“You mean the real unreal cryptids, right? There’s the Hakawai from New Zealand, a mythical bird that people have heard but never seen. And the Kaijin from Japan–a sea monster most frightening. You know about Nessie, of course. But how about the Beast of Bladenboro from North Carolina? An ugly vampire, a cat-like monster. You don’t want to cross paths with that one! And oh, so many others. But I do not belong in that club, and I do so hope the legislature straightens out this gross misconception.”

She gave me a long look. “Hmmm….might you help me? It wouldn’t be so difficult. You could start by calling your senators and representatives. Maybe you could write a letter to the governor? I know–send a postcard to the president and ask him to give these jokers the facts! Have you friends? Perhaps a march–yes, a march would be excellent! That’s a delightful idea!” Her eyes glowed as she looked off into the distance.

As she pondered that idea, I stepped back and scooted into the house. I figured she wouldn’t venture any closer. The letters and phone calls? I suppose I could contact my senator and let her know that I saw a very real Sasquatch in my garden. A march? I knew some people with marching experience. I suppose I could contact a few friends and get something started. If it doesn’t work out, you might see someone on the street corner with a sign, SASQUATCHES ARE REAL. It’s me.

Clams and Cows

An unlikely pairing, right? Not here in the Salish Sea area, where our days and days of winter rains wash everything into the bays–sewage overflow from malfunctioning septic systems, oil from the roadways, pet and wildlife waste–and manure from big dairy farms.


And in Whatcom County, north of Seattle, dairy farms are big business, so it accounts for a large amount of contaminated run-off. It starts small, though, with fecal coliform washing into the small streams and ditches around the farms, moving down into larger streams, then into the Nooksack River, and finally dumping into Portage Bay.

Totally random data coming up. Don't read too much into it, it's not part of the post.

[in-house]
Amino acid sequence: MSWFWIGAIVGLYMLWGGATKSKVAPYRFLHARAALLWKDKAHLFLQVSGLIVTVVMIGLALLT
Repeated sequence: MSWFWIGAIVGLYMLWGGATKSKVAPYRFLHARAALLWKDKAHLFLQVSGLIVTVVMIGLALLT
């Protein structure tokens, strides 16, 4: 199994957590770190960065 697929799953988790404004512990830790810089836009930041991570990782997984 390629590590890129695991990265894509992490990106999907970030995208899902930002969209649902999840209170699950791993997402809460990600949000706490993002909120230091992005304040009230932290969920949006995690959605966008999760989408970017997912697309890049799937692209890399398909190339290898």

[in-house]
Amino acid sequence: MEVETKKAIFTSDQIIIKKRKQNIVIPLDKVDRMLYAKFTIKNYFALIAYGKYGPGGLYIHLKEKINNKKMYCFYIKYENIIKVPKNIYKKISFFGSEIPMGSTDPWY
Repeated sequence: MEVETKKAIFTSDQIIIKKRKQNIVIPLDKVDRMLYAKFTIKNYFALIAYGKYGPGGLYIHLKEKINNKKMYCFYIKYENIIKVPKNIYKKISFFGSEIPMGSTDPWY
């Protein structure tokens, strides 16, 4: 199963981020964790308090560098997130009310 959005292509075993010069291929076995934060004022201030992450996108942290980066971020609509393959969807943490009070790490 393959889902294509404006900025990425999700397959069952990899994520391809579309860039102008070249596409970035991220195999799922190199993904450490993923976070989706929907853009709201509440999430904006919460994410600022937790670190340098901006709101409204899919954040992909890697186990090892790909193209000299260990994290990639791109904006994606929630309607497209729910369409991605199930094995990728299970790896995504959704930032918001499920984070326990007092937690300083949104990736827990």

Presently, some 800 acres of shellfish beds are now closed during six months each year due to pollution. The Lummi Nation has traditionally harvested those beds for thousands of years, and through treaty rights with the United States, are entitled to continue harvesting them. Tricky to do when they’re contaminated.

After the tribe decided to sue the seven largest dairy farmers, the two sides started to meet and talk and try to avoid a lengthy, costly court battle for both of them. Last month they signed an agreement whereby the farmers will pay the tribe for the losses they are incurring, and make efforts to clean up their operations–buffering their streams and areas where manure run-off occurs, and installing above-ground steel containers for holding manure. It can more safely be spread on fields during the dry summer months. Expensive? Yes, but not as expensive as litigation.

But the agreement also forges a bond between the two sides so they can address other sources of contamination as well, and they hope to encourage the public to become more aware of ways they can help.

I liked the quote from one of those seven farmers (reported in the Bellingham Herald. “We and the Lummis probably have not understood each other for years. We did our thing out here and they did their thing over there….we have to understand each other and talk and learn about each other.”

Our Congress could learn a thing or two from these people–and perhaps we can, too.

Photo credits:

Cow photo: photo credit: will_cyclist <a href=”″>Moo</a&gt; via <a href=””>photopin</a&gt; <a href=””>(license)</a&gt;

photo: photo credit: Frankenstein <a href=”″>Lunch</a&gt; via <a href=””>photopin</a&gt; <a href=” Clam /2.0/”>(license)</a>


A Child’s Earth

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She just turned two. When she wants her grandpa’s attention, she trots over and stands beside him at his computer. She doesn’t say anything. She stands there ever so quietly until he notices her. Who could resist such adorable sweetness? Grandpa might ignore a child tugging at his sleeve or whining (for awhile), but this is irresistible. She’s only two, but she knows what gets results.

Kids are so smart. They notice. They see. When my son was seven or eight, back in the ’80’s during the arms buildup, I noticed him stretched out on the living room floor, studying the “Ground Zero” map on the front page of our local paper. He could tell that since we lived only a few miles from a base where nuclear warheads were stored that we were a target on Russian military maps.

About the same time, a friend told me that his young son was having nightmares about nuclear attacks. That child knew the possibilities. He understood the potential.